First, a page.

Secret judicial ruling blocks release of sexually explicit emails
HARRISBURG — An unnamed judge issued an order blocking an open records law request by the Tribune-Review for emails and links to sexually explicit images reportedly shared by top staffers of the Attorney General's Office.
“Your Right-to-Know request cannot be responded to because a judge has issued a stay,” Renee Martin, acting communications director for Attorney General Kathleen Kane, said on Friday.
Martin said she could not divulge the judge's name or the court delaying the request.
It's not known how the records request landed in court.
The Trib filed the request on July 7, seeking “emails or email attachments” containing “pornographic images” sent by former and current office members on their official state email accounts.
The newspaper asked for such emails that may have been reviewed by Special Deputy Geoffrey Moulton, who examined more than 20 million deleted emails in a look at how then-Attorney General Tom Corbett handled the case of convicted pedophile Jerry Sandusky as attorney general. Corbett, a Shaler Republican, is seeking a second term as governor.
Kane directed staff members to recover the deleted emails.
“Obviously, the governor would not condone that. It's the first I've heard of it,” said Mike Barley, Corbett's campaign manager.
No one has asserted that Corbett received any of the reputed emails.
Corbett's office spokesman, Jay Pagni, declined comment, saying he was unable to reach others to address it.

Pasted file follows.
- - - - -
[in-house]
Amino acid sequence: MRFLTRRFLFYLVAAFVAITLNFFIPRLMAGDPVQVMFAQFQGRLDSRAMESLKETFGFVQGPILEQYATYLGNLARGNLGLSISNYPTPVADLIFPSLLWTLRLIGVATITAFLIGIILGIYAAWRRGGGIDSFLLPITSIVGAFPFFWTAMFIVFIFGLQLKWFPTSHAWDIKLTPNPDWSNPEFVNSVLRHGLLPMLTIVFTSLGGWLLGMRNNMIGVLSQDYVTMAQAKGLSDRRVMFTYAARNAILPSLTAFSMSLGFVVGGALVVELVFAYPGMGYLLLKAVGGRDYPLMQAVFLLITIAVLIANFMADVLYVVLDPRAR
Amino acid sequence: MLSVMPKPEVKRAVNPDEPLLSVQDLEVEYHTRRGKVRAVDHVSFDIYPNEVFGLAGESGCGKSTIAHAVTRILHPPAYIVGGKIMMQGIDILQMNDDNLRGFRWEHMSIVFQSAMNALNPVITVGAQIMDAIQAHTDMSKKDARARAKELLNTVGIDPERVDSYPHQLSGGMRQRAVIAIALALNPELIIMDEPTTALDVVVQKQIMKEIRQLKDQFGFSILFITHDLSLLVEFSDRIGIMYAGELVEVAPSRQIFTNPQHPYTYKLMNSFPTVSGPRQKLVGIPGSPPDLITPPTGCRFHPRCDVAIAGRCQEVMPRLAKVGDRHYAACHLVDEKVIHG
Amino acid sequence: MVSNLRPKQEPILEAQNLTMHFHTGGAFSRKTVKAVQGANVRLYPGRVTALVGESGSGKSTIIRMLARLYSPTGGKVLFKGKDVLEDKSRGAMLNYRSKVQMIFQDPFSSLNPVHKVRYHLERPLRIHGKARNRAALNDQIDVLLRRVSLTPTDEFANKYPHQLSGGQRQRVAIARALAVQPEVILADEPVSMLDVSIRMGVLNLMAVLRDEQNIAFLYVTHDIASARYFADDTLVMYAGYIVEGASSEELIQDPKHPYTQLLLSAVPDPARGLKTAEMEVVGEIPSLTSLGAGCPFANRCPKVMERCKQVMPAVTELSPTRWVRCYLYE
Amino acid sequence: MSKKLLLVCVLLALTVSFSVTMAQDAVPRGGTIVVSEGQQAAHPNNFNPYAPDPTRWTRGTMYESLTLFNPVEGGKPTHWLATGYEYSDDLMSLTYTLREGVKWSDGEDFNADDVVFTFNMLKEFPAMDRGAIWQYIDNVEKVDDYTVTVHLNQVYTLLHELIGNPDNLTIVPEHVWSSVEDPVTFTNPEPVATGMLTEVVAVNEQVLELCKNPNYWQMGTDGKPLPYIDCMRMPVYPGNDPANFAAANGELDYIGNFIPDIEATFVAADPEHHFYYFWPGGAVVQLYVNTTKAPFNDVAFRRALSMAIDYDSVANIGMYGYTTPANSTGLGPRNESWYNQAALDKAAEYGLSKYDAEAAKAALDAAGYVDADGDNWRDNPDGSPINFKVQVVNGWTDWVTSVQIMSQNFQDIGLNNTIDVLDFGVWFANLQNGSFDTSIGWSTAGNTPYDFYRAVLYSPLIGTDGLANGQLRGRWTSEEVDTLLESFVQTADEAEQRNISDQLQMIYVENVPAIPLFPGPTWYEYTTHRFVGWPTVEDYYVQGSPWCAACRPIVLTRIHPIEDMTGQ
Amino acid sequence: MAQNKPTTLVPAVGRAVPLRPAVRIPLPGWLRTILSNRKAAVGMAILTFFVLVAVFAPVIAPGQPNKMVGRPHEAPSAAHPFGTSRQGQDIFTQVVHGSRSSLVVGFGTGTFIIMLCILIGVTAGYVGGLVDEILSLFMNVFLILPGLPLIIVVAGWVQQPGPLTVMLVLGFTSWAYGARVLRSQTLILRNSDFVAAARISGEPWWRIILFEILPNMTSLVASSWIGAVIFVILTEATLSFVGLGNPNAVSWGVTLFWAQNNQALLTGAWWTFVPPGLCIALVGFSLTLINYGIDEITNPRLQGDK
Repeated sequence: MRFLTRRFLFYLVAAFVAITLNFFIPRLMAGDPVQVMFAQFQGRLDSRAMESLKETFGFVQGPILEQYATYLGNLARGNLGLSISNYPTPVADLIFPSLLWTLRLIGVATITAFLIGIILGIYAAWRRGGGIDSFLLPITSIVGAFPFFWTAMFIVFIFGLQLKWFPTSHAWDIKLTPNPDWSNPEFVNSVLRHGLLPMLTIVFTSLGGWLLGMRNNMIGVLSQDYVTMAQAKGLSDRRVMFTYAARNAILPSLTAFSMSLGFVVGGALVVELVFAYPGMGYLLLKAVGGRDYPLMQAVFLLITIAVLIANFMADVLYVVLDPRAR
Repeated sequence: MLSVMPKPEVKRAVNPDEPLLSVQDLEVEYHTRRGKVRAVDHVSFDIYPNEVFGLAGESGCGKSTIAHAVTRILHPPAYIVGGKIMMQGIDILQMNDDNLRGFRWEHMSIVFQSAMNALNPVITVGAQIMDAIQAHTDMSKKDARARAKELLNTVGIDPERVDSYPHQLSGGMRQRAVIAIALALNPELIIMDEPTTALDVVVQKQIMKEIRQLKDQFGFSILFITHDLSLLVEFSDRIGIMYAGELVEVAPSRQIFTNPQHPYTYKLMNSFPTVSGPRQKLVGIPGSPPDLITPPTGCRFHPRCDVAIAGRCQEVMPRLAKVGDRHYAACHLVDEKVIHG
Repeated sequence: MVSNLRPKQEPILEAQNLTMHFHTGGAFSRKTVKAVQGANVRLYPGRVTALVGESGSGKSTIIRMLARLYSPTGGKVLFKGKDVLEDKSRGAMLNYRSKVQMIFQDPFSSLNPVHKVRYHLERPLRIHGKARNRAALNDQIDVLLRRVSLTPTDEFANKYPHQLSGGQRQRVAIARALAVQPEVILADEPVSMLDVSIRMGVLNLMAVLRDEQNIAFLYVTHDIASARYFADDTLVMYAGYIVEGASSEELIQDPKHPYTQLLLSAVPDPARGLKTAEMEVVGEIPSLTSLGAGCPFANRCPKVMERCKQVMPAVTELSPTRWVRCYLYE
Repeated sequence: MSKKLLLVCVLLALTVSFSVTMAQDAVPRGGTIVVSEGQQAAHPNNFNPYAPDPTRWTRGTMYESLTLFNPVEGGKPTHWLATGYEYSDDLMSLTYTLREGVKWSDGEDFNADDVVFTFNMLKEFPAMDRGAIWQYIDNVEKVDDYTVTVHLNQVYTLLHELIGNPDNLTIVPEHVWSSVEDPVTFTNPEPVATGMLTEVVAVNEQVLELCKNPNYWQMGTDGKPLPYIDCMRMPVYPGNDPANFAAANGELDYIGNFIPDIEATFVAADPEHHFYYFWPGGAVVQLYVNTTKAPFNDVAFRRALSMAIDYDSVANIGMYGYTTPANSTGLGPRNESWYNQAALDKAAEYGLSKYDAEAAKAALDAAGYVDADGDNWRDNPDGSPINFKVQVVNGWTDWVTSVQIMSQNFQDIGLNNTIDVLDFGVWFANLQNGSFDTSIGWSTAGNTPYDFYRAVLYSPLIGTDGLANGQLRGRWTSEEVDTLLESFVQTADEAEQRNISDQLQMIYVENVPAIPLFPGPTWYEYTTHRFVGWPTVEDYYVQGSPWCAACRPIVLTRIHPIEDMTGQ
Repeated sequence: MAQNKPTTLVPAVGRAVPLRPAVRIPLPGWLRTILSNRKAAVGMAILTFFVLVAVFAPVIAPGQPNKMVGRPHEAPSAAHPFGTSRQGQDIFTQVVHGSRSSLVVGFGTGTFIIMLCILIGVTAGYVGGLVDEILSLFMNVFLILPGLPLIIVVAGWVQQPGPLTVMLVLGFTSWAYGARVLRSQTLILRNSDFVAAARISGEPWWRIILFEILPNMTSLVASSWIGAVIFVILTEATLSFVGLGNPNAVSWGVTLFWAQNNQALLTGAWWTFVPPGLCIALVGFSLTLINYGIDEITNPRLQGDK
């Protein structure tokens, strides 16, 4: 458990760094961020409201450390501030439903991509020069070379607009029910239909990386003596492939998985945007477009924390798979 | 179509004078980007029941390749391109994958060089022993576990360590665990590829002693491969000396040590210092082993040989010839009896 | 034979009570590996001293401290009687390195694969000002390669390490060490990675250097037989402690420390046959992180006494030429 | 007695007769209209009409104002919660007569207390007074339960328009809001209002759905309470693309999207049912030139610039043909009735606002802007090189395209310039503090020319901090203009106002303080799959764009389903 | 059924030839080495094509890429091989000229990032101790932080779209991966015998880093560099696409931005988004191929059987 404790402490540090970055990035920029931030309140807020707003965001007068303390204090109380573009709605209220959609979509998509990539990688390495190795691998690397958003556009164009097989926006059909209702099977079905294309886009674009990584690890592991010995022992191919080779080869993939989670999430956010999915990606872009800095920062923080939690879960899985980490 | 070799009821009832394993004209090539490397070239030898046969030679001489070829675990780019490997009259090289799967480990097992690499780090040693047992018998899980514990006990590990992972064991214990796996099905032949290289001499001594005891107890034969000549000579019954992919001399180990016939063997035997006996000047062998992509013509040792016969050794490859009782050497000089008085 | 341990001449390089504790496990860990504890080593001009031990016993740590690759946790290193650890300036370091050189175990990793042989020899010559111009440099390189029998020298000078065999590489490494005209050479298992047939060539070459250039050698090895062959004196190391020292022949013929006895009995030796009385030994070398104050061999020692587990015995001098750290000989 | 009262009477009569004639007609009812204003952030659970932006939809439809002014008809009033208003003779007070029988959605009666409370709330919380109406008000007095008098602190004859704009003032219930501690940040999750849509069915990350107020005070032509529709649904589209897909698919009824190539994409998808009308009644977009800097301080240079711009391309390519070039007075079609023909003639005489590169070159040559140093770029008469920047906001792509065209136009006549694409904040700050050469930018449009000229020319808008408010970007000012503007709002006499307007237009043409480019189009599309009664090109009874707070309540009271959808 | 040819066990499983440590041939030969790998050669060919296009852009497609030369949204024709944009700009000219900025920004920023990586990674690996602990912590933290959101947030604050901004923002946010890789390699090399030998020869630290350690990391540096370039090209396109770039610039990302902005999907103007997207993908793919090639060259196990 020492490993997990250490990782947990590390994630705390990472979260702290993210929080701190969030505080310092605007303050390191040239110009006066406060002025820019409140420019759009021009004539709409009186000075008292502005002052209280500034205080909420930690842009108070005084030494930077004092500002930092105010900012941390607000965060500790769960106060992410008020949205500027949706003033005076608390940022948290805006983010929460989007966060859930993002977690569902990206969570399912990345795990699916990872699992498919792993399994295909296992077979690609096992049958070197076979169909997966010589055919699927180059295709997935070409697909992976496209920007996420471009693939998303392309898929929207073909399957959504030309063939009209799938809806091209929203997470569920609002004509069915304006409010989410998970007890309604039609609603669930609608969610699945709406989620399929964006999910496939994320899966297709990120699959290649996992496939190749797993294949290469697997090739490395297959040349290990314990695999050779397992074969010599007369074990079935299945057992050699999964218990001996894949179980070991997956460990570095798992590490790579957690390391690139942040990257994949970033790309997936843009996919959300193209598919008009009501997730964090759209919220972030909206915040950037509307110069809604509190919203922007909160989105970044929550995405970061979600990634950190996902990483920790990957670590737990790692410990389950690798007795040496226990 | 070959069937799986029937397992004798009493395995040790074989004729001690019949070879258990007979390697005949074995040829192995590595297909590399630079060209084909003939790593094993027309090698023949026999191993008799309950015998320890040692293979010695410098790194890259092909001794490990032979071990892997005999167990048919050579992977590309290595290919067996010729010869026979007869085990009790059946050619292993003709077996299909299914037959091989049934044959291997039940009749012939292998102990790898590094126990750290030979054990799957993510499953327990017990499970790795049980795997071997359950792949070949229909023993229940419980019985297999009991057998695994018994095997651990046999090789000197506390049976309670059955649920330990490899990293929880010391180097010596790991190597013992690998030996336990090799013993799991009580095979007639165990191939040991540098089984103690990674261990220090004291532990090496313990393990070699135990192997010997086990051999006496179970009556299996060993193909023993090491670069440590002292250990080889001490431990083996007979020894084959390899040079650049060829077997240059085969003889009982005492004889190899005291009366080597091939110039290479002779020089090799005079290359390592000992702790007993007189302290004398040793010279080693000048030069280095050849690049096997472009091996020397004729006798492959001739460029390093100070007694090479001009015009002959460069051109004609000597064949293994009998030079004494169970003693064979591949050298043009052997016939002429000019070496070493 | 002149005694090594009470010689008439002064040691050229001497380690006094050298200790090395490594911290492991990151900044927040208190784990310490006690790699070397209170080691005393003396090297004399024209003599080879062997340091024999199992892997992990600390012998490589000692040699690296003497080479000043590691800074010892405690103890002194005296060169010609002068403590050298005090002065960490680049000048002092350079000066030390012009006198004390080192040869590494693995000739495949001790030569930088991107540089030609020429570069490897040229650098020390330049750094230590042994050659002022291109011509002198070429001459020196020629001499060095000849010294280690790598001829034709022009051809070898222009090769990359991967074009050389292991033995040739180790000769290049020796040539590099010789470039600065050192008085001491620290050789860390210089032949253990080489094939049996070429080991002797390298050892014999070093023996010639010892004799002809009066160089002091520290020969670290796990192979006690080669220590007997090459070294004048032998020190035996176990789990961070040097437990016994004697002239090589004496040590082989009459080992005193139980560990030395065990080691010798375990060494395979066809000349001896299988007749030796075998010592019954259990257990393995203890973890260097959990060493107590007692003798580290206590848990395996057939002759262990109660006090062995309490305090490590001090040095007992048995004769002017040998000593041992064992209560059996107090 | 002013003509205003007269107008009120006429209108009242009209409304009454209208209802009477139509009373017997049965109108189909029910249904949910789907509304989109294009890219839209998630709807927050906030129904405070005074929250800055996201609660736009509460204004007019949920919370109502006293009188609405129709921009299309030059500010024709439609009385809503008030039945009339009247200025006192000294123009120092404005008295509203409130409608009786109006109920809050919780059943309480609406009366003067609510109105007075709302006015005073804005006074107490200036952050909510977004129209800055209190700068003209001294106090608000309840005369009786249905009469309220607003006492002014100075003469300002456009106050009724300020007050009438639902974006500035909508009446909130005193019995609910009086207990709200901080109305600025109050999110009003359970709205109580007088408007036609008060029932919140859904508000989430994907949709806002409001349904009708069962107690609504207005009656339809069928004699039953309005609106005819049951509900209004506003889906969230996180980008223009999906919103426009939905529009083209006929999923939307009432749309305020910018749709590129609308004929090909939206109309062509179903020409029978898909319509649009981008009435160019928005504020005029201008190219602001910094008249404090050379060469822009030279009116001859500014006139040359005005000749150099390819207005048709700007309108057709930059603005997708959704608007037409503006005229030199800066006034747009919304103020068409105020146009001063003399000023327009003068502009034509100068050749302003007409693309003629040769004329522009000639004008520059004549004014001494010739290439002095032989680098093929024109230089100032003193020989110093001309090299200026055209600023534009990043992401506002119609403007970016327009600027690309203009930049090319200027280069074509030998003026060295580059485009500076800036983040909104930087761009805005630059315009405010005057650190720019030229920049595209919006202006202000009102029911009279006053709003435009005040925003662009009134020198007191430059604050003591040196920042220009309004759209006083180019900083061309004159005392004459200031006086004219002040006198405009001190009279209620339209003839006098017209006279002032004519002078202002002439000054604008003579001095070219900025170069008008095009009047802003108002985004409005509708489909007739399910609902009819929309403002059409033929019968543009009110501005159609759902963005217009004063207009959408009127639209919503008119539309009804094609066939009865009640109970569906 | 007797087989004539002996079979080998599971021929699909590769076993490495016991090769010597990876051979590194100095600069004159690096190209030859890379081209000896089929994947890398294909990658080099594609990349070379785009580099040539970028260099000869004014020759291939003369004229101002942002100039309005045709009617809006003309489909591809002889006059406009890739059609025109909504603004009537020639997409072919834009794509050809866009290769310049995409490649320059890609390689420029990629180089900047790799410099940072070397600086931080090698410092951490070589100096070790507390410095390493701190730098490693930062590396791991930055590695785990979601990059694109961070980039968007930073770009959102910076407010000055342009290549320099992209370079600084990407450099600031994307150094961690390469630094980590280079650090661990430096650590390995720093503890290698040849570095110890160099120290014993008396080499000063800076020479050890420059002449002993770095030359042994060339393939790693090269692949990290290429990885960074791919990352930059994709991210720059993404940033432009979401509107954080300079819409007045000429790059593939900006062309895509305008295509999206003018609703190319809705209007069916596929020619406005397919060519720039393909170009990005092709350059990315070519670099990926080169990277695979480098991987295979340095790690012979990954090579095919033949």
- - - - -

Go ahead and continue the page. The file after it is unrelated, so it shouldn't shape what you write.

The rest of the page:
Moulton could not be reached.
Sources tell the Trib the emails exist and that some contain sexually explicit materials intended as humor. They are described as a range of materials from joking comments and caricatures to images of nude adults and sexual situations.
No one interviewed would speak publicly about the emails.
Policy on computer use prohibits “communicating, accessing, viewing, downloading or storing materials on Office of Attorney General resources,” including “any suggestive, pornographic or obscene material.”
Corbett signed the policy as attorney general in 2006. It remains in effect, Kane's office said.
Pennsylvania's Right-to-Know Law process begins with a request to a government agency, which has five business days to respond with information or invoke a 30-day extension. The requester can appeal a denial to the Office of Open Records, which decides whether the record can be released. Either party can appeal that decision to the courts.
Kane's office requested a 30-day extension on the Trib's request, then informally asked for more time and negotiated Aug. 21 as a due date for a decision.
Melissa Melewsky, media law counsel for the Pennsylvania Newspaper Association, said if a judge ordered a stay, the office should provide a copy of the order or docket number.
“If they wanted to bypass the Office of Open records and file a declaratory action, they'd have to file in Commonwealth Court,” she said. “But that would be docketed, and it wouldn't be done by an anonymous judge.”
She was aware of only one case that went before a judge instead of the open records office.
The Pennsylvania State Employees Association wanted to protect members' home addresses from release under the law before anyone filed a request.
Circumventing the process is disturbing, Melewsky said. “When an agency doesn't follow a statute it's a matter of public concern.”
A criminal investigation or a grand jury probe also can block a request for information.
“I don't believe there are any (Freedom of Information Act) laws in the country that say when the information is embarrassing or difficult to release it should be closed,” said Gene Policinski, senior vice president of the First Amendment Center at the Newseum Institute.
He said it is rare for the court process to be cloaked in secrecy. Any reason not to disclose the material should be made public, he said.
“But absent public explanation or a public trail, people are left to speculate on whether or not this secrecy is in the best interest of the public,” Policinski said.